Plans afoot to better track agency purchasing
- By Diane Frank
- Nov 12, 2000
Congress and the Clinton administration are moving forward with initiatives
to improve federal agencies' ability to track what they buy, how much they
pay and where the products or services are used.
Many agencies, with help from the General Services Administration and
industry, are trying to develop such tracking systems. But the real need
is to track the entire procurement process, from determination of need to
delivery of goods and services to payment, agency officials said. And there
are new requirements that need to be tracked, such as the goals for small,
small disadvantaged and woman-owned businesses.
"It's still pretty hard to tell what we got and whether we paid for
it once, twice or not at all," said David Drabkin, the new deputy associate
administrator for acquisition policy at GSA's Office of Governmentwide Policy.
Now Congress has taken a direct step toward getting involved. The fiscal
2001 Defense Authorization Act signed by President Clinton late last month
included a requirement for a new process to track, manage and report information
The Defense Department already has tracking systems in place, but General
Accounting Office and inspector general reviews have found those systems
lacking, said Matthew Blum, deputy associate administrator for the Office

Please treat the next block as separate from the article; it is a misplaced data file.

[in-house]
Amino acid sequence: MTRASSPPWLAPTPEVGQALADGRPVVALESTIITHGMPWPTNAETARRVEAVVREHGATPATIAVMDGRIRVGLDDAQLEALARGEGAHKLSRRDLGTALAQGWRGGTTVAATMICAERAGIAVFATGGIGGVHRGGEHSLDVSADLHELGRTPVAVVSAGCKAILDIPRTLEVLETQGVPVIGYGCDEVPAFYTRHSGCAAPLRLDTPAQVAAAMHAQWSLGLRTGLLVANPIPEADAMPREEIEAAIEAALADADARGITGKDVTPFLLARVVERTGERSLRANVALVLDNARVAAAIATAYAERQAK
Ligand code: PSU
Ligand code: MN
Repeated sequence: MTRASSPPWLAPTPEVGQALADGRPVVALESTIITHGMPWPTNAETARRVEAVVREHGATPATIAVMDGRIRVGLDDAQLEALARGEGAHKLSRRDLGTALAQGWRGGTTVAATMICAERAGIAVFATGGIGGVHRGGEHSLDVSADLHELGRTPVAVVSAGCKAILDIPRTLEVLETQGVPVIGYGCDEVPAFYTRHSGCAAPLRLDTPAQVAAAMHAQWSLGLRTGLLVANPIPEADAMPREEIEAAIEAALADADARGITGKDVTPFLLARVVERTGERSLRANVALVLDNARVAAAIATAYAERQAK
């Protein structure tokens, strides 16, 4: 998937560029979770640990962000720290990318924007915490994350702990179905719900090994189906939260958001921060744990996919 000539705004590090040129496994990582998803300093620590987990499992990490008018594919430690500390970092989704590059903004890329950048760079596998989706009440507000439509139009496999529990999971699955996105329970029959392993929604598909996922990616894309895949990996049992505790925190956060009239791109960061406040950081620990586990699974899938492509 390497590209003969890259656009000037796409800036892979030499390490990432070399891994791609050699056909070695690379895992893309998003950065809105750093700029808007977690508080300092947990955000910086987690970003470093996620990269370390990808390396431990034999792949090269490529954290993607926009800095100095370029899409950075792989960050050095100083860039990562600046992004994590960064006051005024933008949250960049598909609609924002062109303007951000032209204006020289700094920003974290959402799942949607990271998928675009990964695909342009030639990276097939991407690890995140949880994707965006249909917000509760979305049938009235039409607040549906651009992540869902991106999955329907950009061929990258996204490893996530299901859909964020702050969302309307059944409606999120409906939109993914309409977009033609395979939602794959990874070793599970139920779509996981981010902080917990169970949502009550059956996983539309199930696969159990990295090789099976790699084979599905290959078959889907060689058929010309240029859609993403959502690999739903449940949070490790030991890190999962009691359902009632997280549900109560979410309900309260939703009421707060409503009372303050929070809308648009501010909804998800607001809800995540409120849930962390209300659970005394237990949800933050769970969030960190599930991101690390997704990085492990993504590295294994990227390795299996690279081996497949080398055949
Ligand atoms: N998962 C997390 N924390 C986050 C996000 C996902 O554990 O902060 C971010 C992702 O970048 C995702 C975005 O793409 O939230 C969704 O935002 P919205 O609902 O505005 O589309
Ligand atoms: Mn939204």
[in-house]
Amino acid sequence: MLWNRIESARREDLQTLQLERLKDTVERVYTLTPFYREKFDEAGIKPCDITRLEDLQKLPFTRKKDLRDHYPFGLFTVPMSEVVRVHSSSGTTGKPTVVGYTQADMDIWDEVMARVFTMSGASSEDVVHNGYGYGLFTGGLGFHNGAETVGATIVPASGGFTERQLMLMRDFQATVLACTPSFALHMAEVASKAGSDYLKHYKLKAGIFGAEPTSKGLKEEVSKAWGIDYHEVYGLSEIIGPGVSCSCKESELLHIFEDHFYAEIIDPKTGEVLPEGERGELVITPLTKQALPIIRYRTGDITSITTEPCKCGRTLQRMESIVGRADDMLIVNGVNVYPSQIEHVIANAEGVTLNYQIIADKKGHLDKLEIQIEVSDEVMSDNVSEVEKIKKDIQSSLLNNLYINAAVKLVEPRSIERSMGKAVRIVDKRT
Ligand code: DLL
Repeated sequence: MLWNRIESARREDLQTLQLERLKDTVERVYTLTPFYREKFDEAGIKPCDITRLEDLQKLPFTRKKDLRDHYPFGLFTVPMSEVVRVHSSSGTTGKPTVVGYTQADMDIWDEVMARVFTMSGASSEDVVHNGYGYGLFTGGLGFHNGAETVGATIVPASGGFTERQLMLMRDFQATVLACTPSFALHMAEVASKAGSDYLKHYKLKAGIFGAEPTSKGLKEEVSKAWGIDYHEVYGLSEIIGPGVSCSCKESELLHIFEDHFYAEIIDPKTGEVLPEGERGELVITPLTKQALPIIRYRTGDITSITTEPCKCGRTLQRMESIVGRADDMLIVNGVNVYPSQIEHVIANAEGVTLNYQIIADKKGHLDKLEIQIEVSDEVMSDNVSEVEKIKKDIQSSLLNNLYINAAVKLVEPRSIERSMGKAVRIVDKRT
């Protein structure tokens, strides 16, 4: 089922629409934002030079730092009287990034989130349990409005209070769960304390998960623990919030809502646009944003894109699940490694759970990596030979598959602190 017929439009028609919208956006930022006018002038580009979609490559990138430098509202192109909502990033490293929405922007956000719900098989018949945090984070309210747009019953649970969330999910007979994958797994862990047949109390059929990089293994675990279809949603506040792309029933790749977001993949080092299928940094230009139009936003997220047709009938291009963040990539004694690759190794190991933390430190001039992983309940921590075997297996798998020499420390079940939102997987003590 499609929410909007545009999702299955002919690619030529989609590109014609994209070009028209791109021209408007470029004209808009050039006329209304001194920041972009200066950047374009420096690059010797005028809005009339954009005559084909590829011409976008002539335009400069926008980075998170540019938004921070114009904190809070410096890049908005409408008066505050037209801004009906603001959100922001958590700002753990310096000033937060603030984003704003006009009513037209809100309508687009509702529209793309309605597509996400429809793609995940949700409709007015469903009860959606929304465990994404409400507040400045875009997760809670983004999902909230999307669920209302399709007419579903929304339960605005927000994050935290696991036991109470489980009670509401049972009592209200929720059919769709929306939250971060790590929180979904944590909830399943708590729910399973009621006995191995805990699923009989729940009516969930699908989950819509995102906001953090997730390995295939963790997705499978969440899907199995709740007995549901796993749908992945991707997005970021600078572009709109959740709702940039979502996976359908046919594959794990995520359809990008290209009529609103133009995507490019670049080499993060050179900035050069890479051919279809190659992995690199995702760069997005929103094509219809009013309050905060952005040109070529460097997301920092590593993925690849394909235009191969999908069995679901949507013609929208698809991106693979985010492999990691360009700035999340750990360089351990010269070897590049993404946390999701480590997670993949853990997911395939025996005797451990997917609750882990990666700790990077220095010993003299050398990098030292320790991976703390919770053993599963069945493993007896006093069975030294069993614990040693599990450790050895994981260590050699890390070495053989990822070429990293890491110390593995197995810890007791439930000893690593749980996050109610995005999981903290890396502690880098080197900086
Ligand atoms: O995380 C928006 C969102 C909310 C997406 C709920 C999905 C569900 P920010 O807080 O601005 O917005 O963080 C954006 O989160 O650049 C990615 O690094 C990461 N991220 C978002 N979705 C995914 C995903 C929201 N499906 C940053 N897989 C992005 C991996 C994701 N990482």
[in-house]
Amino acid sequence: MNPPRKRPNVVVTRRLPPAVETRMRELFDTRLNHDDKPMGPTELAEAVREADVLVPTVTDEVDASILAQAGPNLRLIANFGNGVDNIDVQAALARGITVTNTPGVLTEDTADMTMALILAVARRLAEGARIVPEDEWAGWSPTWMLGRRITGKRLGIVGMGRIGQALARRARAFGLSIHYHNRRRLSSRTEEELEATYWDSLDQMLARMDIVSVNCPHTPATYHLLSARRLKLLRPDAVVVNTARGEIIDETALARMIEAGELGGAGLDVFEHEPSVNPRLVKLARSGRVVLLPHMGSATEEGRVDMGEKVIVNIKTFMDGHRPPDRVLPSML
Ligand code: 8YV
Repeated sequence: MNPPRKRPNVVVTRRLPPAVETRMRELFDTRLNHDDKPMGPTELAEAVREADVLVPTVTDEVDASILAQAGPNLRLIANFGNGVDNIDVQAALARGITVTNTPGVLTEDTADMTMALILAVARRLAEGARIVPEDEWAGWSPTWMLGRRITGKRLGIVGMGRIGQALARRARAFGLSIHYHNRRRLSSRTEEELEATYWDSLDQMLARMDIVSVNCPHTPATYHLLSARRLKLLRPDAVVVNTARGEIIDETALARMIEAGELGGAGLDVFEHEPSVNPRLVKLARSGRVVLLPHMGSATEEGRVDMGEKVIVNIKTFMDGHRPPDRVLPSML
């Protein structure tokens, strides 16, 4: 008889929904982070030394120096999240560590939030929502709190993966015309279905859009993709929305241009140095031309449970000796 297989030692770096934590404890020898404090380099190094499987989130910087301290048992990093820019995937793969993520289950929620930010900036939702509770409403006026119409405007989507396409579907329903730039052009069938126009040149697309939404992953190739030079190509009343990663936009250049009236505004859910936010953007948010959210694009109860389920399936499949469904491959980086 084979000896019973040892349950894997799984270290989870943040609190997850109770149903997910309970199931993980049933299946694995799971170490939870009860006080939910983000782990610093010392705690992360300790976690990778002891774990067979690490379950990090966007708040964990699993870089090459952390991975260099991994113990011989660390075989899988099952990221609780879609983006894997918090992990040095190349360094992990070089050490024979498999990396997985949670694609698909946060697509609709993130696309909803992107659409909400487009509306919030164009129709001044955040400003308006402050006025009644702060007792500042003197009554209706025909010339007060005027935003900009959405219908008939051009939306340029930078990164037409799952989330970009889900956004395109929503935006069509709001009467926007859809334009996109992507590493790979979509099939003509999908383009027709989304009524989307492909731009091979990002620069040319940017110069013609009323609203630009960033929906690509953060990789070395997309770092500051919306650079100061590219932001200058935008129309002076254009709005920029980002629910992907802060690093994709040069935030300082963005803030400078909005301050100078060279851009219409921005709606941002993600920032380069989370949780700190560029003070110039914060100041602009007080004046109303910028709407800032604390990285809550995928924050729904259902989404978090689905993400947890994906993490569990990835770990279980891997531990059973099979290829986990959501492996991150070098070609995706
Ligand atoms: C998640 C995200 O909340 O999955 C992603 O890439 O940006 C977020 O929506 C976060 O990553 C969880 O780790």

of Federal Procurement Policy at the Office of Management and Budget.
The new act requires that the Defense Department collect information
on procurements ranging from the type of products or services purchased
to the type of pricing used. It also requires that DOD create an annual
report on the information gathered and deliver it to Congress by March 15
each year, Blum said.
Congress is not alone in eyeing the procurement-tracking problem. The
many agency efforts to install improved tracking systems will be a high-priority
issue in the next administration because of the volume of contracting activities
occurring throughout the government, Blum said.
The issue will likely be prominent in an improvement-planning document
OFPP plans to submit to Congress next month based on a yearlong review
of the contracting environment.
On one key initiative, OMB now joins with GSA and the Procurement Executive
Council to redesign the Federal Procurement Data System, which is run by
GSA and tracks every procurement action across government. But the 20-year-old
system does not collect all of the information relevant to today's contracting
environment, and GSA is now gathering information from industry and agencies
on needed changes.
When the new system is deployed, it will make a huge difference in the
government's understanding of what it buys, Drabkin said, since it will
be designed to track every procurement action in every agency instead of
only those that existed when the system was first fielded.